bZIP is a highly conserved small nucleotide sequence (or protein motif). It localizes to a wide variety of cellular proteins that generally contain a distinct leucine at every seventh position within five successive heptads of amino acid residues, which facilitates hydrophobic interactions between the monomers of these proteins, the adoption of continuous α-coiled helices in the Jun-Fos heterodimer, and insertion into major DNA grooves via strong van der Waals-type bonds. Several reports suggest that Jun and Fos bind to DNA as monomers and dimerize during association with DNA [1,22].
Figure 1. Synthesis of c-Fos. Calcium fluxes into the neuron during action potentials via NMDAr and voltage-dependent calcium channels. The influx of calcium binds calmodulin, activating CaMK II or IV and then CREB. NMDAr activity also activates RasGRF1, activating the MAPK (I, II, or III) pathway via Ras and c-Raf activation. The synthesis process for the Fos protein begins with an extracellular stimulus that activates the MAPK cascade and the c-fos gene through binding of the Elk-1, CRE, SRF, and rpS6 proteins to the SRE promoter. The active c-fos gene leads to translation of the c-Fos protein at the nucleus level and its subsequent transcription in the cytoplasm. Once created, c-Fos returns to the cell nucleus to bind to c-Jun and form the AP-1 heterodimer, which will be integrated into the DNA of the target gene (in the 5′TGA C/G TCA-3′ sequence) to trigger the desired answer. The basic leucine zipper allows for the union of c-Fos and c-Jun. Figure of original authorship, based on [3,15,22,23,35,36,37,38,41,43].
Figure 1. Synthesis of c-Fos. Calcium fluxes into the neuron during action potentials via NMDAr and voltage-dependent calcium channels. The influx of calcium binds calmodulin, activating CaMK II or IV and then CREB. NMDAr activity also activates RasGRF1, activating the MAPK (I, II, or III) pathway via Ras and c-Raf activation. The synthesis process for the Fos protein begins with an extracellular stimulus that activates the MAPK cascade and the c-fos gene through binding of the Elk-1, CRE, SRF, and rpS6 proteins to the SRE promoter. The active c-fos gene leads to translation of the c-Fos protein at the nucleus level and its subsequent transcription in the cytoplasm. Once created, c-Fos returns to the cell nucleus to bind to c-Jun and form the AP-1 heterodimer, which will be integrated into the DNA of the target gene (in the 5′TGA C/G TCA-3′ sequence) to trigger the desired answer. The basic leucine zipper allows for the union of c-Fos and c-Jun. Figure of original authorship, based on [3,15,22,23,35,36,37,38,41,43].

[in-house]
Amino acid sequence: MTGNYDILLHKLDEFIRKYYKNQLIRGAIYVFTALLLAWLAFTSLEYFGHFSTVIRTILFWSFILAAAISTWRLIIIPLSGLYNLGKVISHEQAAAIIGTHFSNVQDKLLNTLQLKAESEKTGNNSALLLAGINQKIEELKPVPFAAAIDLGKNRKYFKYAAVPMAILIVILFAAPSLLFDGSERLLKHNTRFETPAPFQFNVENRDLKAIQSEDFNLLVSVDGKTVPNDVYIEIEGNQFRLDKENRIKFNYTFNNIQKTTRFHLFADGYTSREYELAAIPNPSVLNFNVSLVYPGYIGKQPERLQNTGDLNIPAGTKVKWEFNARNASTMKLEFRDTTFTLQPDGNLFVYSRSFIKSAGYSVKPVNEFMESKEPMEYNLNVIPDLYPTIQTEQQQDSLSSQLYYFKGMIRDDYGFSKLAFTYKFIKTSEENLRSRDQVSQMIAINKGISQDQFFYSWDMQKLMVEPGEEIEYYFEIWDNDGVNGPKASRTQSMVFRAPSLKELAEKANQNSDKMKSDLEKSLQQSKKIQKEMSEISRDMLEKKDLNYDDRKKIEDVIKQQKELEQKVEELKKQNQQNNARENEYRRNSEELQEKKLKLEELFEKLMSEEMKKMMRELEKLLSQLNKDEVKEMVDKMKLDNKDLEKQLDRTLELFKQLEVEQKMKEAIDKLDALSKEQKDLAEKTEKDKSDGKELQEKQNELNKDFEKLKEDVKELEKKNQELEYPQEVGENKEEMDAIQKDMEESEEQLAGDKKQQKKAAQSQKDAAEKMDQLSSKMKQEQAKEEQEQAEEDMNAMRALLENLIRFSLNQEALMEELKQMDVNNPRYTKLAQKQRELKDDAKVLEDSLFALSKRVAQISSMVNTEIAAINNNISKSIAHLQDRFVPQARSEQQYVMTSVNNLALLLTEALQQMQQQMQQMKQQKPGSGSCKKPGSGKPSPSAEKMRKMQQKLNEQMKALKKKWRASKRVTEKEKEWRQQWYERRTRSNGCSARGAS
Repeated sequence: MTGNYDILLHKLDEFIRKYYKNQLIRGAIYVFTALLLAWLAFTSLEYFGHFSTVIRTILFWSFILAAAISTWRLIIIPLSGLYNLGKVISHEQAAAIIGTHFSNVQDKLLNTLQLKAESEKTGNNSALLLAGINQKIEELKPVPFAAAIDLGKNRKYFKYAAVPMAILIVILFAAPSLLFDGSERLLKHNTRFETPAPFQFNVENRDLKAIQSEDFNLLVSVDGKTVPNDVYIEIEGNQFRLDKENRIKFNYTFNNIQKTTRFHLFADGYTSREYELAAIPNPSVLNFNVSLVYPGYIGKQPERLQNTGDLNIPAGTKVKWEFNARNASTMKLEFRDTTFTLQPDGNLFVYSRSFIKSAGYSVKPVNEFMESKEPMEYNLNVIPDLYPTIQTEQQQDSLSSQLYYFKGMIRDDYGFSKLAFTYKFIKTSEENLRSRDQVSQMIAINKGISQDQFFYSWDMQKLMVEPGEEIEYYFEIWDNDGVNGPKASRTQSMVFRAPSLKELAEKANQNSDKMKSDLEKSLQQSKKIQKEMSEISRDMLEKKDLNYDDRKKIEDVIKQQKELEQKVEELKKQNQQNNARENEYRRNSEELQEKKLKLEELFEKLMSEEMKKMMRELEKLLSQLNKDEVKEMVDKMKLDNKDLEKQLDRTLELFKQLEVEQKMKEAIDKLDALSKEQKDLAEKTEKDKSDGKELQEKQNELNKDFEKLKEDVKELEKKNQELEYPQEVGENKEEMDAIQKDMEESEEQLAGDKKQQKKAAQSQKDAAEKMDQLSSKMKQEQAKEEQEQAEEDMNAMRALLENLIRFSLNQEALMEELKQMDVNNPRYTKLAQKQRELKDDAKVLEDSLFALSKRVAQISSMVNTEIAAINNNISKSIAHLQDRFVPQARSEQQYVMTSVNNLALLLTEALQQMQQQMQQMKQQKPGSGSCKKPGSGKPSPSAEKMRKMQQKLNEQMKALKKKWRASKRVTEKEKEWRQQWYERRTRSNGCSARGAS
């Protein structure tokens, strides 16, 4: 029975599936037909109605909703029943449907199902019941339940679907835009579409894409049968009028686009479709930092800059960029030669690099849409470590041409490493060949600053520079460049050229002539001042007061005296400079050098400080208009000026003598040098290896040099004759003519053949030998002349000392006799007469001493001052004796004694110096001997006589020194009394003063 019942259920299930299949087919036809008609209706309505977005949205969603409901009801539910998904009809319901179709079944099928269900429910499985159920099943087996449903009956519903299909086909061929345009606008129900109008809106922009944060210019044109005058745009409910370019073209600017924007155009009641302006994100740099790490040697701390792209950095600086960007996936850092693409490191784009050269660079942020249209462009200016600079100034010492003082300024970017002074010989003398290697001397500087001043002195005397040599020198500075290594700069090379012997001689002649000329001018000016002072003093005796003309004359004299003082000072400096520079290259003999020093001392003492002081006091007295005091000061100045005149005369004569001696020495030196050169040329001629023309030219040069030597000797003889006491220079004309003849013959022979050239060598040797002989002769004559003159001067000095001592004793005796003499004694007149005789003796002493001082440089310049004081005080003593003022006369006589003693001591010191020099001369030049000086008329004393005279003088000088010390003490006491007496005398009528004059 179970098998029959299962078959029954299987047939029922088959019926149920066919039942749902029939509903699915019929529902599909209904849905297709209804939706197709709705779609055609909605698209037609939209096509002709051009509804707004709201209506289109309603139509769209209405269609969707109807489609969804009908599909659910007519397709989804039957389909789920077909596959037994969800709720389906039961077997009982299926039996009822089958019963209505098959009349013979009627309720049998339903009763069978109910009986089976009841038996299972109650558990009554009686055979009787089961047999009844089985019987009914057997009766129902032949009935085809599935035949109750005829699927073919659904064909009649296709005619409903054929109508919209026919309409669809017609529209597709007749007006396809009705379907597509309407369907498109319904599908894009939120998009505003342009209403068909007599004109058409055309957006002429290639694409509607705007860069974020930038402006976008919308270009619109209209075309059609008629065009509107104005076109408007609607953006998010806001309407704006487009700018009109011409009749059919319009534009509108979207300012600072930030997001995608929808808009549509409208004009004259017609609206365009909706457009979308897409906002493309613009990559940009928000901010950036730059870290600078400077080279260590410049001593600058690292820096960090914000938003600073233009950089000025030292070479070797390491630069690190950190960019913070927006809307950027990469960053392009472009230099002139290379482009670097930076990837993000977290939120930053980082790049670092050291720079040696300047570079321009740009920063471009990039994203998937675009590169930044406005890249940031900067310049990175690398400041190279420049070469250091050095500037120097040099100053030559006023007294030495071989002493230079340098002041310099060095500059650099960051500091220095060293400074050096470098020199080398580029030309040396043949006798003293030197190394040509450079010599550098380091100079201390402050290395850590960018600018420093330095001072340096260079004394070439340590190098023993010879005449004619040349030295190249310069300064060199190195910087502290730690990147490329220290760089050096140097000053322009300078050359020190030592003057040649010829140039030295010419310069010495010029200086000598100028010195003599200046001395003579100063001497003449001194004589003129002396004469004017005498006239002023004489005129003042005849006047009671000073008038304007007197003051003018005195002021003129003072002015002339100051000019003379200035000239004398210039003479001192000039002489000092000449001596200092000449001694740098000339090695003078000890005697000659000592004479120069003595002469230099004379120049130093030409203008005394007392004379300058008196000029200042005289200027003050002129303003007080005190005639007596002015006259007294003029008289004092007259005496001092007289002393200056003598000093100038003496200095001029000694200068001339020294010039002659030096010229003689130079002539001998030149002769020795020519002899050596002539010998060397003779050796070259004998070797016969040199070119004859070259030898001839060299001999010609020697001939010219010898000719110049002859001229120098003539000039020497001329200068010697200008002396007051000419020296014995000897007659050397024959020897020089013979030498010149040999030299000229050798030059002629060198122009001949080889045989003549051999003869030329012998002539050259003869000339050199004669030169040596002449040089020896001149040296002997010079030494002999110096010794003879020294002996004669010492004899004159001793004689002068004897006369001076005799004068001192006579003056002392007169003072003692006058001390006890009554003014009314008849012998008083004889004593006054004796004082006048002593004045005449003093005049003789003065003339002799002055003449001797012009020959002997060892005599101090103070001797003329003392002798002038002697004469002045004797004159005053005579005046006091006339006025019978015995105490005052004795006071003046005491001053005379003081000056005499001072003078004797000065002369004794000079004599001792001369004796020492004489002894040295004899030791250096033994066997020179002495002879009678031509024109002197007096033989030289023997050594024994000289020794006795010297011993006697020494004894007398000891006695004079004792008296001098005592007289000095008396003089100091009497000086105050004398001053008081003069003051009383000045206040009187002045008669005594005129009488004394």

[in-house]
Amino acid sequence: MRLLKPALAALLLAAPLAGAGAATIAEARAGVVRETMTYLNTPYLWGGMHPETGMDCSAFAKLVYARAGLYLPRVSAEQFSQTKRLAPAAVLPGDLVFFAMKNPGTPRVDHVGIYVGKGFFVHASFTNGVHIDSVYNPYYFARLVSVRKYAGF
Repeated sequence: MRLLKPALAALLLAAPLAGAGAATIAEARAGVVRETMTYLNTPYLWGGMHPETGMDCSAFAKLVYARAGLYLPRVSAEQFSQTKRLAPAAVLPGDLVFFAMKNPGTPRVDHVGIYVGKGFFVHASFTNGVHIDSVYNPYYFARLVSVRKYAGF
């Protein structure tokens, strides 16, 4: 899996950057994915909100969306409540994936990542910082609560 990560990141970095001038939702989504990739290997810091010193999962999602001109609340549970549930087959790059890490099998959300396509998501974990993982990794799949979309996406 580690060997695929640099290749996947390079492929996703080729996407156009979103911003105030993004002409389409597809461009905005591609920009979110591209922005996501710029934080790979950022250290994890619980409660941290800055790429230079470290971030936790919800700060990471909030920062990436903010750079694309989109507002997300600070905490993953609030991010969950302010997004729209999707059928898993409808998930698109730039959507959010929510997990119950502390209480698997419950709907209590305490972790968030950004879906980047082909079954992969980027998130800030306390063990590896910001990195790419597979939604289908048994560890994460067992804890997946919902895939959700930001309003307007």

Neurosci 03 00050 g001

3.2.4. c-Fos Degradation

The c-fos product not only has a role in gene activation, but also acts as a negative regulator of its expression. This repressive function may be necessary for the rapid decrease in IEG expression after induction. The degradation process requires continuous protein synthesis. Dysregulation in the expression of IEGs such as c-Fos leads to abnormal cell proliferation in rats, and their inhibition blocks proliferation and cell cycle progression (which could be compensated by other members of the IEG family). These nuclear proteins are determinants in the proper control of cell proliferation. However, this does not mean that c-Fos (or other IEG products) cannot be re-induced, since in certain circumstances (e.g., in epileptic seizures) there is a refractory period for c-Fos re-induction to occur, which can last for several hours after the primary stimulus. This refractory period has been related to the action of Fra-1 (which is one of the four cellular Fos proteins mentioned above), as it causes transcriptional repression mediated by the c-fos promoter [15,47].